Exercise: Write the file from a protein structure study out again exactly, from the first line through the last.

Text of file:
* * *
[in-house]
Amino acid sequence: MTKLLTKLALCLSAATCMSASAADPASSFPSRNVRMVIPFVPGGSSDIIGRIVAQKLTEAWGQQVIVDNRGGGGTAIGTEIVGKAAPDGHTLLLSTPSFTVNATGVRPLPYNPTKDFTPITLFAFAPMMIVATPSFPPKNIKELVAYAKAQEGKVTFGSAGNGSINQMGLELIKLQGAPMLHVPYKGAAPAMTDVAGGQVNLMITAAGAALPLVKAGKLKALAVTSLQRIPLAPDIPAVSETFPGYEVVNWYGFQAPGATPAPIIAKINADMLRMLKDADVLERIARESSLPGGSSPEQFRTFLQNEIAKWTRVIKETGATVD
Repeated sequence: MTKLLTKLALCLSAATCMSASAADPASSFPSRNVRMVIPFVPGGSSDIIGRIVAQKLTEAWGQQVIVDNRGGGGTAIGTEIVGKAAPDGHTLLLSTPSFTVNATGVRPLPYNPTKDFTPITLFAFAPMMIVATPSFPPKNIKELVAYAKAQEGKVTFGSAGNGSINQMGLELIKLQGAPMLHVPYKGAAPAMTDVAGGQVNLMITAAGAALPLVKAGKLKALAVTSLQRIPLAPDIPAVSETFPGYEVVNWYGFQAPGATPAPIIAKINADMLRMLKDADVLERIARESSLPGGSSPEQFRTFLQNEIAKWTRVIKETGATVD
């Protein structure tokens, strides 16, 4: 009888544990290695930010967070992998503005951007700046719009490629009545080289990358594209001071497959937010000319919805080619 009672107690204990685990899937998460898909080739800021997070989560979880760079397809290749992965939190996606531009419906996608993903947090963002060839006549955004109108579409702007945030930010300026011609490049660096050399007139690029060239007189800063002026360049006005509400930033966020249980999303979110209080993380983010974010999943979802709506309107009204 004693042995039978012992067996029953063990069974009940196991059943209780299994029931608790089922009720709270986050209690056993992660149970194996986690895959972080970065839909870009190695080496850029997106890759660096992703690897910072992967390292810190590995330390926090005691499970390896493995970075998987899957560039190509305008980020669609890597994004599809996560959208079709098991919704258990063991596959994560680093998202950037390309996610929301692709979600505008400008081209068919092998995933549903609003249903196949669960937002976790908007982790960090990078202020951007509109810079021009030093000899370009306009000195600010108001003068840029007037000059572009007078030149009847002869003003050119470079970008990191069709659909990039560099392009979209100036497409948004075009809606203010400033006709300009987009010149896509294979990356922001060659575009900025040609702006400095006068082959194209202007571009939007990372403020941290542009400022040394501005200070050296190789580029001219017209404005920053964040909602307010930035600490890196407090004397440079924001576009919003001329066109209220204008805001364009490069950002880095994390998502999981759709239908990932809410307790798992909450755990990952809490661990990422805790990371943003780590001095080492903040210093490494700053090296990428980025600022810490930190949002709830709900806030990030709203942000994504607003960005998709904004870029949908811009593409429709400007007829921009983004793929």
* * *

[in-house]
Amino acid sequence: MTKLLTKLALCLSAATCMSASAADPASSFPSRNVRMVIPFVPGGSSDIIGRIVAQKLTEAWGQQVIVDNRGGGGTAIGTEIVGKAAPDGHTLLLSTPSFTVNATGVRPLPYNPTKDFTPITLFAFAPMMIVATPSFPPKNIKELVAYAKAQEGKVTFGSAGNGSINQMGLELIKLQGAPMLHVPYKGAAPAMTDVAGGQVNLMITAAGAALPLVKAGKLKALAVTSLQRIPLAPDIPAVSETFPGYEVVNWYGFQAPGATPAPIIAKINADMLRMLKDADVLERIARESSLPGGSSPEQFRTFLQNEIAKWTRVIKETGATVD
Repeated sequence: MTKLLTKLALCLSAATCMSASAADPASSFPSRNVRMVIPFVPGGSSDIIGRIVAQKLTEAWGQQVIVDNRGGGGTAIGTEIVGKAAPDGHTLLLSTPSFTVNATGVRPLPYNPTKDFTPITLFAFAPMMIVATPSFPPKNIKELVAYAKAQEGKVTFGSAGNGSINQMGLELIKLQGAPMLHVPYKGAAPAMTDVAGGQVNLMITAAGAALPLVKAGKLKALAVTSLQRIPLAPDIPAVSETFPGYEVVNWYGFQAPGATPAPIIAKINADMLRMLKDADVLERIARESSLPGGSSPEQFRTFLQNEIAKWTRVIKETGATVD
């Protein structure tokens, strides 16, 4: 009888544990290695930010967070992998503005951007700046719009490629009545080289990358594209001071497959937010000319919805080619 009672107690204990685990899937998460898909080739800021997070989560979880760079397809290749992965939190996606531009419906996608993903947090963002060839006549955004109108579409702007945030930010300026011609490049660096050399007139690029060239007189800063002026360049006005509400930033966020249980999303979110209080993380983010974010999943979802709506309107009204 004693042995039978012992067996029953063990069974009940196991059943209780299994029931608790089922009720709270986050209690056993992660149970194996986690895959972080970065839909870009190695080496850029997106890759660096992703690897910072992967390292810190590995330390926090005691499970390896493995970075998987899957560039190509305008980020669609890597994004599809996560959208079709098991919704258990063991596959994560680093998202950037390309996610929301692709979600505008400008081209068919092998995933549903609003249903196949669960937002976790908007982790960090990078202020951007509109810079021009030093000899370009306009000195600010108001003068840029007037000059572009007078030149009847002869003003050119470079970008990191069709659909990039560099392009979209100036497409948004075009809606203010400033006709300009987009010149896509294979990356922001060659575009900025040609702006400095006068082959194209202007571009939007990372403020941290542009400022040394501005200070050296190789580029001219017209404005920053964040909602307010930035600490890196407090004397440079924001576009919003001329066109209220204008805001364009490069950002880095994390998502999981759709239908990932809410307790798992909450755990990952809490661990990422805790990371943003780590001095080492903040210093490494700053090296990428980025600022810490930190949002709830709900806030990030709203942000994504607003960005998709904004870029949908811009593409429709400007007829921009983004793929």